This study characterizes late-Holocene (past 3300 years) variations in organic matter deposition in the outer part of Igaliku Fjord, South Greenland, and uses this information to assess palaeohydrographic conditions. Except for two, all residues were characterized by abundant organic matter, with amorphous material dominating. The late-Holocene sediments in the deeper parts of the outer Igaliku Fjord have generally been deposited under anoxic to suboxic conditions with relatively low terrestrial/freshwater influx. The organic-walled dinoflagellate cyst assemblages suggest the continuous presence of water masses derived from the East Greenland Current, while changes in sea-surface temperature during the last 3300 years have also been interpreted. Terrestrial influx was reflected by the continuous occurrence of leaf tissue, which increased in abundance in sediments younger than AD 960. Pseudo-amorphous phytoclasts occurred in sediments older than AD 770, and sporomorphs were rare throughout. Acritarchs and organic-walled dinoflagellate cysts dominated the assemblages in the sediments. Relatively high amounts of benthic foraminiferal linings in the interval AD 960-1285 suggests increased nutrient availability, which may be ascribed to strong, wind-induced mixing of the water-column or higher fluxes of organic material. Sparse organic matter was recorded in sediments of age c. AD 1125 pointing to significant oxidation due to highly oxic bottom-water conditions.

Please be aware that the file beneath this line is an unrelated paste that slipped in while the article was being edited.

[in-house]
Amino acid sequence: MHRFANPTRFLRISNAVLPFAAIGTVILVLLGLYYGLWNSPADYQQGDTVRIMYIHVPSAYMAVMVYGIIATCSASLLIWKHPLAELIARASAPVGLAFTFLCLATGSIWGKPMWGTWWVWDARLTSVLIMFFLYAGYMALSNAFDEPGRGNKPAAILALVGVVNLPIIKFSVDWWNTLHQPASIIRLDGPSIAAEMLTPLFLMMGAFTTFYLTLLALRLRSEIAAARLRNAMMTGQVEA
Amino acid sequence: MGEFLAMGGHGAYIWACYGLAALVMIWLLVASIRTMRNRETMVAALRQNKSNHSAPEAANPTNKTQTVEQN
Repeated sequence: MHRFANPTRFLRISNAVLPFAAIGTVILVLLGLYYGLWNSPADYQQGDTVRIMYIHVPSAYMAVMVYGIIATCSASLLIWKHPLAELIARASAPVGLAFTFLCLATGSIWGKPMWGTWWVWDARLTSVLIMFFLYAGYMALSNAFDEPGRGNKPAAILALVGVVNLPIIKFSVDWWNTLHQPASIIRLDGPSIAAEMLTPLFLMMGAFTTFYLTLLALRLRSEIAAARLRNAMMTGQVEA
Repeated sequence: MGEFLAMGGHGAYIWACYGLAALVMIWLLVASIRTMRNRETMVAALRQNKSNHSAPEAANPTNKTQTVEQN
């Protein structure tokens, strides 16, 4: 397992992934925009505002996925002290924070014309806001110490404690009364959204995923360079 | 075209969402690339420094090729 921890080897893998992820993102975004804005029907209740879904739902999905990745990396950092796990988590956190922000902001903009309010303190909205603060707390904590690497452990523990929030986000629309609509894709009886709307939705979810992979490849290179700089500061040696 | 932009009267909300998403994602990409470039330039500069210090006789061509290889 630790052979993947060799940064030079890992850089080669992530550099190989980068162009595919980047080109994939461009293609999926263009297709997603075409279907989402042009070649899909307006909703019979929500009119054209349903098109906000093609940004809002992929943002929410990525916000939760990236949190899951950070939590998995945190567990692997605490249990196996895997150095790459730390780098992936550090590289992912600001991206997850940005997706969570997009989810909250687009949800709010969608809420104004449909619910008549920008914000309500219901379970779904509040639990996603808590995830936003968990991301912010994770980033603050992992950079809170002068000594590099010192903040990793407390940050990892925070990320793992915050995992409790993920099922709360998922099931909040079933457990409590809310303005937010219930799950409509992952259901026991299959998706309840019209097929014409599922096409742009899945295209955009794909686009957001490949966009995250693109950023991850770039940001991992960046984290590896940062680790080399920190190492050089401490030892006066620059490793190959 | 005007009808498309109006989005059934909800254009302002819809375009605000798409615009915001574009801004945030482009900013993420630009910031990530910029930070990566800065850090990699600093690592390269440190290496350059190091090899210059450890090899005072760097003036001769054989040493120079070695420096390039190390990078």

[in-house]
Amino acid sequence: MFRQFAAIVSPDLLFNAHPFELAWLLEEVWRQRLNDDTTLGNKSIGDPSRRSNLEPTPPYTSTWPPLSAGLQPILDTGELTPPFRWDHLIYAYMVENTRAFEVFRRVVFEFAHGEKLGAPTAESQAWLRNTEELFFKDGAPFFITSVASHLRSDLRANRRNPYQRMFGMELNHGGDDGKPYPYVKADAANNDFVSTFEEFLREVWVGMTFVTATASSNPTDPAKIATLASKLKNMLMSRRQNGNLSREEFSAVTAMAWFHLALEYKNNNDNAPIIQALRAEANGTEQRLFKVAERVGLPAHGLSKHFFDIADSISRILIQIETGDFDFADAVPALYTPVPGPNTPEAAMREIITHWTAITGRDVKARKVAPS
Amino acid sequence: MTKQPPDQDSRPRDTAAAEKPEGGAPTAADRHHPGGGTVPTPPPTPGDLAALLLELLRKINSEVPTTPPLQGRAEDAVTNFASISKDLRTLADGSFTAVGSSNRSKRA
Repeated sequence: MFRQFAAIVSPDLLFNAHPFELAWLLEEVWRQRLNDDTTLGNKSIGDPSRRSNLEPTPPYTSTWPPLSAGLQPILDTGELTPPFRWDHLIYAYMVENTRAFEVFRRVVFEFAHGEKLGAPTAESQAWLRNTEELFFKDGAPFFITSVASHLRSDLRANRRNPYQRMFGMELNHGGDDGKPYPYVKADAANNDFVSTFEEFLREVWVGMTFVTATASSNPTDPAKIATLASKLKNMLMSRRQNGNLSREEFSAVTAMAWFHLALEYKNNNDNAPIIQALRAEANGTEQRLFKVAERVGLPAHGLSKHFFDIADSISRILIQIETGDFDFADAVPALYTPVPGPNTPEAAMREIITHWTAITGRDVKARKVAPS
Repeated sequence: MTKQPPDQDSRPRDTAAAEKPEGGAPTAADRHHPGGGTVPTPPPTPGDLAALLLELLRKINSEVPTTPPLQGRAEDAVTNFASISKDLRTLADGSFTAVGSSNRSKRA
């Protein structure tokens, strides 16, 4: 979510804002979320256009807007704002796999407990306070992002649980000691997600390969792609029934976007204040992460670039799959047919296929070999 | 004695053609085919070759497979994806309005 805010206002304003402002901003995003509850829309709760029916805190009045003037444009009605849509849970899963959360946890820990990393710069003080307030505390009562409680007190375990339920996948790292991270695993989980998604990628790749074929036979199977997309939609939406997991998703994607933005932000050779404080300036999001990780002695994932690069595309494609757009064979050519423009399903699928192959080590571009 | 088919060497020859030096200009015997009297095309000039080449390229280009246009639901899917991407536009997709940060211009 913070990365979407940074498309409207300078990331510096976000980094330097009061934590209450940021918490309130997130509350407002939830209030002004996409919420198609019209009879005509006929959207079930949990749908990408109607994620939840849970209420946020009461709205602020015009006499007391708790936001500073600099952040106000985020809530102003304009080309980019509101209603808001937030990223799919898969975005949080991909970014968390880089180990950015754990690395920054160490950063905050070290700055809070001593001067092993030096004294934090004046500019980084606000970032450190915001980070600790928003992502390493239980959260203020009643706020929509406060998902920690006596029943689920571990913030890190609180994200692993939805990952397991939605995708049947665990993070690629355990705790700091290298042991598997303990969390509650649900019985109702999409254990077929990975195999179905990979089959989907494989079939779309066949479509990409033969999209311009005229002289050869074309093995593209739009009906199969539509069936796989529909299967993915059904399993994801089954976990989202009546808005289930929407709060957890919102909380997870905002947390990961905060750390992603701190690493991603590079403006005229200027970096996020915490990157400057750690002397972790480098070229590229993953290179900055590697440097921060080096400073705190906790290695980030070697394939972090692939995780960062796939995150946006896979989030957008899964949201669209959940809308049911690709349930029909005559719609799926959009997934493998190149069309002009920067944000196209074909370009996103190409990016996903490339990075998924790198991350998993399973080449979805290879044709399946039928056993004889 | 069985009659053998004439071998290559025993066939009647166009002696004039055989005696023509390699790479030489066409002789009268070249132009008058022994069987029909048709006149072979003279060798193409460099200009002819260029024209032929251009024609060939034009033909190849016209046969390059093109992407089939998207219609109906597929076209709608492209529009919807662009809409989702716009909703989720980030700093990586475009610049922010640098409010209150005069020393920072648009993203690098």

|Status||Udgivet - 1 feb. 2004|
- Programområde 5: Natur og klima